Image of GRU Medical Cannabis Oil
Preston Weaver was chosen as the first child in Georgia to receive cannabis oil. He has been taking a small dose of the drug two times a day, and his mother says she's already seeing changes.
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Augusta, GA - It's been almost a month into the first cannabis oil trial at Georgia Regents University. News Channel 6's Nicole Snyder has been following the Weaver family through the trial.
 
A little crack of a smile. It's part of the progress Preston Weaver has been showing since he started taking cannabis oil.
 
"We've seen more personality in the last week or two than we've seen in a long time," said Valerie Weaver.
 
Preston has been on a small dose of Epidiolex for three weeks now. His mom, Valerie Weaver, said she began noticing a difference within the first week of use.
 
"Just about every time we talk to him or touch him or anything, he smiles or vocalizes or does something to let us know that's he's acknowledging the fact that we are interacting with him," said Weaver.
 
Simple sounds are a big milestone for Preston. Weaver's main goal for using the oil is to have any type of communication with her son. 
 
"I've had his teachers send me a note home two days last week that they had noticed a difference that he was "talking" more, which in our case means vocalizing more, and he seemed to be smiling more," said Weaver.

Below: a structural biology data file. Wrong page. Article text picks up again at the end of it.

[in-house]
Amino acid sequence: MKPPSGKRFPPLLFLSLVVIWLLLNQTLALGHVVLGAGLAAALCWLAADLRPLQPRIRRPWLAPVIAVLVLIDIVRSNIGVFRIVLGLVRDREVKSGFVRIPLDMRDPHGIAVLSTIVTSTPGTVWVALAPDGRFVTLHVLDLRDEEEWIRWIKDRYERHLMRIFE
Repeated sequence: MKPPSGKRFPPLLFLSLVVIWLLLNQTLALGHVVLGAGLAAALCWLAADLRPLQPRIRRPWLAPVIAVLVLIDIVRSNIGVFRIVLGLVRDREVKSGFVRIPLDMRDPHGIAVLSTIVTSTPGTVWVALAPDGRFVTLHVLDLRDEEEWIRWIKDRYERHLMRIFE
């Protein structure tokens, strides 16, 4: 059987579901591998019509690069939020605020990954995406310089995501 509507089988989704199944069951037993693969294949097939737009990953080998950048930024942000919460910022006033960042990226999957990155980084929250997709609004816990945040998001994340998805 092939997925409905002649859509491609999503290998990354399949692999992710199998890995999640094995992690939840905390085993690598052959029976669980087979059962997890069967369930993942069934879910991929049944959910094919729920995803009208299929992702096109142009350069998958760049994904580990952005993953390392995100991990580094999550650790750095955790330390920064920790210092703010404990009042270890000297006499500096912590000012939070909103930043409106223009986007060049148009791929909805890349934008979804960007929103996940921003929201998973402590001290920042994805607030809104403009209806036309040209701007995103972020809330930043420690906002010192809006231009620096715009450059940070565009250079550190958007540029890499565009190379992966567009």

Not only his smiling more, but he's beginning to start building the muscles in his face, so he can one day eat again.
 
"We have been working with him two or three months now, nothing, we aren't getting any response whatsoever, a week into this, she started getting muscle responses in his face," said Weaver.
 
These new developments for Preston are what Weaver is hoping other families will get to experience across Georgia. 
 
Last week, she went to the State Capitol to meet with representatives about House Bill One, legalizing the medicinal use of cannabis.
 
"Families need the option of in-state cultivation, it's great if it gets passed and decriminalizes it, completely grateful for that much, but it still leaves families to figure out how to obtain the medication for their children," said Weaver.
 
She said she's disappointed in the Governor Nathan Deal's decision to strip the bill of allowing production of the crop, but believes the state is going to take baby steps just like Preston is doing.
 
Weaver said she's seen a slight decrease in Preston's seizures. He will be getting the fourth increase in his dose on Tuesday. He will keep receiving an increase every week until he reaches his therapeutic level.
 
 Nicole Snyder, WJBF Reporter (~ January 19, 2015 
 
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